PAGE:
Apple MacBook Pro 13in Core i5 laptop
More of the same but different
Review Guilty, your honour. In mitigation, I would like to assure the jury that I do not automatically adore everything with Apple branding on it, nor have I any intention of jacking off over a Steve Jobs biography. I just happen to like the current range of Apple MacBook Pro notebook computers, that’s all. Is it such a crime?
Bright, contrasty, wide viewing angle: Apple displays are the mutt’s nuts
So here I am, dressed in stripes and manacled to a 10-foot thick wall in Register Hardware’s dungeons, reviewing yet another MacBook Pro. This time, I’m determined to be sour, po-faced and negative, otherwise the readers will press for a death sentence.
And I remained negative right up to the point at which I turn the computer on.
As I bring the Apple power plug towards the MagSafe socket, it leaps magnetically into it. I open the flush lid and push it right back, yet the tilt-free MacBook Pro remains glued to the surface of the desk. When I press the on/off button at the top-right of the keyboard, the casing does not creak, nor does the computer make a stupid farting noise as it starts up.
This is not just any notebook computer, as Marks & Spencer might say.
MacBook Pro: an open and shut case. Ho ho! Did you see what I did there?
What we have here is a gently upgraded version of the 13in MacBook Pro that was last updated in February. This entry-level model has an Intel Core i5-2430M processor that’s just 0.1GHz faster at 2.4GHz and is fitted with a 500GB hard drive to replace the previous 320GB unit. In line with Apple convention, however, the price remains the same.
Apart from the enormous Apple logo on the lid, there is nothing vulgar or tacky about the design. Everything is plain and coolly understated, from the overall flatness of the closed computer to the consistent black-and-aluminium styling of the screen and keyboard, and even to the complete lack of any hideous and unnecessary sticky labels celebrating the fact that your notebook has components inside it.
All connectivity ports are ranged along the left-hand edge, including Thunderbolt
DVDs and CDs are slot-loaded from the right edge. All the ports are ranged along the left edge. There’s not much to look at. There’s nothing to snap off and nothing that looks as if it could fall off. Sod M&S, this is certainly not just any notebook computer, it really isn’t.
Next page: Socket set
but so does a super model. the super model also has the same problem: I can't (or better won't )afford her.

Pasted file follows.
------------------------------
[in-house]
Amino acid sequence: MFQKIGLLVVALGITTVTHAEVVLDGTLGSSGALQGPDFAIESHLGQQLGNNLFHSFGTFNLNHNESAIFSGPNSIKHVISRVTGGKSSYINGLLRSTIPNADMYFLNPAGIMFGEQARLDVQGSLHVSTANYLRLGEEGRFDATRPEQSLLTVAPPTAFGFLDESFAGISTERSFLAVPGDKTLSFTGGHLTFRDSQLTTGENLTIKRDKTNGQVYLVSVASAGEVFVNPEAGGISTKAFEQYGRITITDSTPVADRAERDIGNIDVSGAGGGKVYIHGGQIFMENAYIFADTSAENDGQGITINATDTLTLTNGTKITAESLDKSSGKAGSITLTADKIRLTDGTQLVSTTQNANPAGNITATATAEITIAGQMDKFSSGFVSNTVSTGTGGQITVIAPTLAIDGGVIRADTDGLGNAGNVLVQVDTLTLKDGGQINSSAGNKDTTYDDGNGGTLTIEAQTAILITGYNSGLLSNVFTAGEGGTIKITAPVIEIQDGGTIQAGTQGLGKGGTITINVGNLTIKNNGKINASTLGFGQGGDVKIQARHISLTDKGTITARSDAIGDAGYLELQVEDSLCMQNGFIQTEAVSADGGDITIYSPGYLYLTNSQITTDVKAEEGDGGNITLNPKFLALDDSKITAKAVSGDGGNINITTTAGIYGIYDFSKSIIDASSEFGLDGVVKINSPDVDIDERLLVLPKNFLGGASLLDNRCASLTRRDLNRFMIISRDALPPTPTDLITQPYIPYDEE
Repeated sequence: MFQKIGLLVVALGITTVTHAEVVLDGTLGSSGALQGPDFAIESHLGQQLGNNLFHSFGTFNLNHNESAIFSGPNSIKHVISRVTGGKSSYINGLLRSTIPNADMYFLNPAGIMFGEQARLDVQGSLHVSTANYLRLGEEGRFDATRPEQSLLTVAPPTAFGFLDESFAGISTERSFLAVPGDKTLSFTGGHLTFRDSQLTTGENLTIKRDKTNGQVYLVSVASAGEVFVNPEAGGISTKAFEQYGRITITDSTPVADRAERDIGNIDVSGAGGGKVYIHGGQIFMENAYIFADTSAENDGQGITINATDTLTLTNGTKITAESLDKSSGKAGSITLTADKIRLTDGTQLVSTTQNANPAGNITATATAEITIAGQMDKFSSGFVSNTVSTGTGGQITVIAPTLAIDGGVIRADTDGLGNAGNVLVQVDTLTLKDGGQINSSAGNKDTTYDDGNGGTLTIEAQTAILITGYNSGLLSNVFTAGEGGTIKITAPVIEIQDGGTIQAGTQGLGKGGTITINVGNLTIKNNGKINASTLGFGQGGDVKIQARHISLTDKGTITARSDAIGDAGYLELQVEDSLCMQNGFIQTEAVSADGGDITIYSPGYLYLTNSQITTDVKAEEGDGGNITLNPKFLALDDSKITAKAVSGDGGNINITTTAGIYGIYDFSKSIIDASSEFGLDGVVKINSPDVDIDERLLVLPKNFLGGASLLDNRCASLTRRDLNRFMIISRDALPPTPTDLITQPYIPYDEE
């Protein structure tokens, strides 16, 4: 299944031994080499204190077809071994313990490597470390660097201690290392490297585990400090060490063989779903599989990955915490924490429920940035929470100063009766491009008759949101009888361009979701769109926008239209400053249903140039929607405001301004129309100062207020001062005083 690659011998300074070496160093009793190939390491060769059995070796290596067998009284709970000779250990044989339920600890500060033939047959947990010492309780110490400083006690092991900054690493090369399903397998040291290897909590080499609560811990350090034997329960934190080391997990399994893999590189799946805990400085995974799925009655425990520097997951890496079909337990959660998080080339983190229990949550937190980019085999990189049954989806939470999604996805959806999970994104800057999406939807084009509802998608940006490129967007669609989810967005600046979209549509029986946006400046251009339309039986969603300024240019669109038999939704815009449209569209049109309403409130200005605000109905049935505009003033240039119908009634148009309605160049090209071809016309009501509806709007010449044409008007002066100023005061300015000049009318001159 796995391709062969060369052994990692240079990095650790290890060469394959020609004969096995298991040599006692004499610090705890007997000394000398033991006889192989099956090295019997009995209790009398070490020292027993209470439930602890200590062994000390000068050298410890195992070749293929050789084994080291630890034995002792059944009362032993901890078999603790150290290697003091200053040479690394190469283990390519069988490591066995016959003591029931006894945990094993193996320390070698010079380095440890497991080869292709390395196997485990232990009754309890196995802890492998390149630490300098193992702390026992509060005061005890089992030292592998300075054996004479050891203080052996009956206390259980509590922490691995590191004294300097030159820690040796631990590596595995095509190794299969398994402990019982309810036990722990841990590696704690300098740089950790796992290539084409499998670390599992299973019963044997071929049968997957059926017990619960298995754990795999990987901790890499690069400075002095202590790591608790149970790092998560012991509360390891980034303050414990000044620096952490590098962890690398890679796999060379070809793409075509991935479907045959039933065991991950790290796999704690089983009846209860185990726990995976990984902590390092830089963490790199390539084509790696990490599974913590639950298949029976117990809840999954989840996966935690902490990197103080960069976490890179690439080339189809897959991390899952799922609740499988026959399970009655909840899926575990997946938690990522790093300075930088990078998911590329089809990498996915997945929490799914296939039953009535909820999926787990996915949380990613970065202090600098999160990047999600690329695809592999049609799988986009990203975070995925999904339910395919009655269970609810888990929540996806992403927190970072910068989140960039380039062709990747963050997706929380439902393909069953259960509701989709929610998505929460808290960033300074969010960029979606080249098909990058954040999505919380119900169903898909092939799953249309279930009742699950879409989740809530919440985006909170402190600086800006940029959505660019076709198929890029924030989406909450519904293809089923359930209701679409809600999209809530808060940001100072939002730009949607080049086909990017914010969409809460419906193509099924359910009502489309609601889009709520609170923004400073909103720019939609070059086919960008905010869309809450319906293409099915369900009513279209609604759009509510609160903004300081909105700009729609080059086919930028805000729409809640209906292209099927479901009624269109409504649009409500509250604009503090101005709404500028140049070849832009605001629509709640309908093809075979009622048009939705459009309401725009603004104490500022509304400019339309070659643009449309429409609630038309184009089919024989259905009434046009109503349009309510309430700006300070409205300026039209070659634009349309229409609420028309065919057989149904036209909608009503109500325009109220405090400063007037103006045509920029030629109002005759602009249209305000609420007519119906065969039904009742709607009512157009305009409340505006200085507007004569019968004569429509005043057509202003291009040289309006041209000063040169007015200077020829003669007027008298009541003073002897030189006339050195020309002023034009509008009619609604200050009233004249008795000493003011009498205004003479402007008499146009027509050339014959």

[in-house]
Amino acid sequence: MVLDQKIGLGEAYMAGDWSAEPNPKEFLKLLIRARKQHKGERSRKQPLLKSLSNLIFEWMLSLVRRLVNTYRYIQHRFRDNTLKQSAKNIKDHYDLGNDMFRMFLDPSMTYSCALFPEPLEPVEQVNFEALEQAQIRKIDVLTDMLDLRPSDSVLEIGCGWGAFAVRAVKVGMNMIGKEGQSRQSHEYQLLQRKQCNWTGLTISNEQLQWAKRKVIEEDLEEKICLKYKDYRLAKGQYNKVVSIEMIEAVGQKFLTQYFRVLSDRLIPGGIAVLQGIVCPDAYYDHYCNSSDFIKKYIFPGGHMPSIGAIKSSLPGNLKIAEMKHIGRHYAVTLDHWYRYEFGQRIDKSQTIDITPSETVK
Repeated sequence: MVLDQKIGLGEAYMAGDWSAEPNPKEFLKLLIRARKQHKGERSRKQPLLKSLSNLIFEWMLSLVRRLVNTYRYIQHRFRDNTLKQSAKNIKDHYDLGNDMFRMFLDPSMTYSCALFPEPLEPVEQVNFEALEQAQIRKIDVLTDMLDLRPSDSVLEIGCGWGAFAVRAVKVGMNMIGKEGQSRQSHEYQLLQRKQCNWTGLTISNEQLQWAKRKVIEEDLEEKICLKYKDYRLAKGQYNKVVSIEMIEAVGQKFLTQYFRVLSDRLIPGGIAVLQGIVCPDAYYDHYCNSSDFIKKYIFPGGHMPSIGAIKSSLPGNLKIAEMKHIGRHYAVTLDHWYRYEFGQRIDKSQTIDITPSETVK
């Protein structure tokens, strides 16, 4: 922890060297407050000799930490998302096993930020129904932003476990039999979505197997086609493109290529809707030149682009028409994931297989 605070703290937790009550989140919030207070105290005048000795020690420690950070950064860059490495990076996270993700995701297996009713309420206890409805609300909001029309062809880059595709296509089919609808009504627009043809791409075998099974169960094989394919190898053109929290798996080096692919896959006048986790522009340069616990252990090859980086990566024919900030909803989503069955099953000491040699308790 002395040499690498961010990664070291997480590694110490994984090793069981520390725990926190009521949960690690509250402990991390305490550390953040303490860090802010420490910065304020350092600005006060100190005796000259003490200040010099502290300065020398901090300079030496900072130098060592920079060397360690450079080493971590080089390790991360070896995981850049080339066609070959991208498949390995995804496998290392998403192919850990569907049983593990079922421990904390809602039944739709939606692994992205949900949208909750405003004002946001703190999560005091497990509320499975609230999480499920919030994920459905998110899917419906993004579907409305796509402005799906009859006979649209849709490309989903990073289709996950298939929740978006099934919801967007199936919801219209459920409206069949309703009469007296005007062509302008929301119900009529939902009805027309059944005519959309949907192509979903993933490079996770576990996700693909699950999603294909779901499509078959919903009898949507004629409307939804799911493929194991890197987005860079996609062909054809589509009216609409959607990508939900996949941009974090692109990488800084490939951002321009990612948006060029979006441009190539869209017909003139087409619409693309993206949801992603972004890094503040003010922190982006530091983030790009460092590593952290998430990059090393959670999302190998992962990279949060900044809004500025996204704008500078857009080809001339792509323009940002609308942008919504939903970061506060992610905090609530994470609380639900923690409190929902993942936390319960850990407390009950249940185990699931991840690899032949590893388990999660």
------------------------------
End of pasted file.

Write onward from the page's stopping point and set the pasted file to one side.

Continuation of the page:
just last week I bought an asus laptop (6GB, I5 2430m, 750GB, Gforce 520mx) including an USB 3.0 port.
for... HALF THE PRICE. HALF. one time again: HALF. did I already say it? Half. the. price.
I could literally buy 2 K53Sc's for one macbook pro. 2.
same cpu. more memory. more Hdd space. usb 3. bigger screen. better graphics. 2 hours work time? also check.
but...No apple logo. is that logo really worth 500 pounds?
your end conclusion is very, very correct: "it’s so very, very expensive."
I understand why this is not cheaper, that just not Apples market, let Dell and lenovo etc fight it out down there,
At a thousand quid i dont understand why its not better specified.
Spending £1000 on a computer is soooo 1998
It is indeed a very fine looking piece of kit but.....................
........................" I can forgive the shared-memory graphics and the lack of USB ports, perhaps also the fairly average processor performance..................."
At £1000, no I most certainly could not. At that price I expect the full works with regard to connectivity and storage and nothing but the full works - end of. All the styling and the build quality in the world is let down by those kinds of omissions. That, IMHO makes it about 15 - 20% overpriced. Without getting into a discussion of the os the most I would pay for that machine would be £850 - max.
I've run Powerbooks, Powerbook Pros, Macbook Pros for the past 12 years. They are only expensive if you only look a raw specs. If you look at the whole package they aren't.
I recently challenged our IT department to find me a laptop with the same specification for less money. I wanted the same battery life, the same screen resolution and quality, the same graphics chipset. They couldn't. The killer was battery life and screen quality.
Its all about horses for courses. I run a Macbook Pro because I can and I like what they offer. I could buy a cheaper PC laptop but I would be compromising in some form or other. Of course the rabid anti-Apple zealots will just call me a fanboi or worse. Shame that.